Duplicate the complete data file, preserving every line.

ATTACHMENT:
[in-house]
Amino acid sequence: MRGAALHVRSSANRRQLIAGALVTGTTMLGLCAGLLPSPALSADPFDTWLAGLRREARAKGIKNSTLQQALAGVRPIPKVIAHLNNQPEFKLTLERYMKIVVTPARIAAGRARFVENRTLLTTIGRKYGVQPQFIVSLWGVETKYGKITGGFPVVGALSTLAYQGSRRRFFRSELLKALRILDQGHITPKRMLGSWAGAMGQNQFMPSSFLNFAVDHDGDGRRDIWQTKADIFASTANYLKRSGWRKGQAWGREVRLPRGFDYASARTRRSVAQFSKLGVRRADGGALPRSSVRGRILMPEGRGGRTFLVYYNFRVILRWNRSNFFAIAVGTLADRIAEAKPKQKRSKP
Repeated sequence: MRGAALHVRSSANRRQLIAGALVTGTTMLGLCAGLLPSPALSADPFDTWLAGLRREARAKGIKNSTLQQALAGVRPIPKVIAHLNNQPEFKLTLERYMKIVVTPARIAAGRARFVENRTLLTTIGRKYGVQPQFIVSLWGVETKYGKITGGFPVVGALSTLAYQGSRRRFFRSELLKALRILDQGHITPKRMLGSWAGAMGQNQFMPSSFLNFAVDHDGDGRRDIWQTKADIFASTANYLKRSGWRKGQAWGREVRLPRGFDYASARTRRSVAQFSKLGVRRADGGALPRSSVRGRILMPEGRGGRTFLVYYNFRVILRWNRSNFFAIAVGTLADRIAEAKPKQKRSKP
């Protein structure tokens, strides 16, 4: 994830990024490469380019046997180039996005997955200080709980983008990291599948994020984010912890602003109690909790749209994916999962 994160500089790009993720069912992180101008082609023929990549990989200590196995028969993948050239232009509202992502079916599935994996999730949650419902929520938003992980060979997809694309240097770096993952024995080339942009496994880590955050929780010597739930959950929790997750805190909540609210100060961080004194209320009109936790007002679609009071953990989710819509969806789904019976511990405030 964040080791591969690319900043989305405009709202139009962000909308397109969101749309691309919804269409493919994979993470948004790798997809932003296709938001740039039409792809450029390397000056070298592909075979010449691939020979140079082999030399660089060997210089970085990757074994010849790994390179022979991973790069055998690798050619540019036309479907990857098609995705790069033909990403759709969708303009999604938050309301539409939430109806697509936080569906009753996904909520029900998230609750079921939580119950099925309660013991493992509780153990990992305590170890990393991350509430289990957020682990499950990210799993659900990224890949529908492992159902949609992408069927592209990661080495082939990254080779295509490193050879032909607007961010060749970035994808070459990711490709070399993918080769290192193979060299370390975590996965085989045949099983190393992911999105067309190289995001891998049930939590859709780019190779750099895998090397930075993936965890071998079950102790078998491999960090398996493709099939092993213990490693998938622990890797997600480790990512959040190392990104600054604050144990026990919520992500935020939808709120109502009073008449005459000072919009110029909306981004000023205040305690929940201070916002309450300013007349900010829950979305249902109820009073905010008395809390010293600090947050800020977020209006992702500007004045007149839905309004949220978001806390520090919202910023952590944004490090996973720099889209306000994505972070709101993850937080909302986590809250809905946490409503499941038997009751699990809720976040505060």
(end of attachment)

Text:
[in-house]
Amino acid sequence: MRGAALHVRSSANRRQLIAGALVTGTTMLGLCAGLLPSPALSADPFDTWLAGLRREARAKGIKNSTLQQALAGVRPIPKVIAHLNNQPEFKLTLERYMKIVVTPARIAAGRARFVENRTLLTTIGRKYGVQPQFIVSLWGVETKYGKITGGFPVVGALSTLAYQGSRRRFFRSELLKALRILDQGHITPKRMLGSWAGAMGQNQFMPSSFLNFAVDHDGDGRRDIWQTKADIFASTANYLKRSGWRKGQAWGREVRLPRGFDYASARTRRSVAQFSKLGVRRADGGALPRSSVRGRILMPEGRGGRTFLVYYNFRVILRWNRSNFFAIAVGTLADRIAEAKPKQKRSKP
Repeated sequence: MRGAALHVRSSANRRQLIAGALVTGTTMLGLCAGLLPSPALSADPFDTWLAGLRREARAKGIKNSTLQQALAGVRPIPKVIAHLNNQPEFKLTLERYMKIVVTPARIAAGRARFVENRTLLTTIGRKYGVQPQFIVSLWGVETKYGKITGGFPVVGALSTLAYQGSRRRFFRSELLKALRILDQGHITPKRMLGSWAGAMGQNQFMPSSFLNFAVDHDGDGRRDIWQTKADIFASTANYLKRSGWRKGQAWGREVRLPRGFDYASARTRRSVAQFSKLGVRRADGGALPRSSVRGRILMPEGRGGRTFLVYYNFRVILRWNRSNFFAIAVGTLADRIAEAKPKQKRSKP
């Protein structure tokens, strides 16, 4: 994830990024490469380019046997180039996005997955200080709980983008990291599948994020984010912890602003109690909790749209994916999962 994160500089790009993720069912992180101008082609023929990549990989200590196995028969993948050239232009509202992502079916599935994996999730949650419902929520938003992980060979997809694309240097770096993952024995080339942009496994880590955050929780010597739930959950929790997750805190909540609210100060961080004194209320009109936790007002679609009071953990989710819509969806789904019976511990405030 964040080791591969690319900043989305405009709202139009962000909308397109969101749309691309919804269409493919994979993470948004790798997809932003296709938001740039039409792809450029390397000056070298592909075979010449691939020979140079082999030399660089060997210089970085990757074994010849790994390179022979991973790069055998690798050619540019036309479907990857098609995705790069033909990403759709969708303009999604938050309301539409939430109806697509936080569906009753996904909520029900998230609750079921939580119950099925309660013991493992509780153990990992305590170890990393991350509430289990957020682990499950990210799993659900990224890949529908492992159902949609992408069927592209990661080495082939990254080779295509490193050879032909607007961010060749970035994808070459990711490709070399993918080769290192193979060299370390975590996965085989045949099983190393992911999105067309190289995001891998049930939590859709780019190779750099895998090397930075993936965890071998079950102790078998491999960090398996493709099939092993213990490693998938622990890797997600480790990512959040190392990104600054604050144990026990919520992500935020939808709120109502009073008449005459000072919009110029909306981004000023205040305690929940201070916002309450300013007349900010829950979305249902109820009073905010008395809390010293600090947050800020977020209006992702500007004045007149839905309004949220978001806390520090919202910023952590944004490090996973720099889209306000994505972070709101993850937080909302986590809250809905946490409503499941038997009751699990809720976040505060």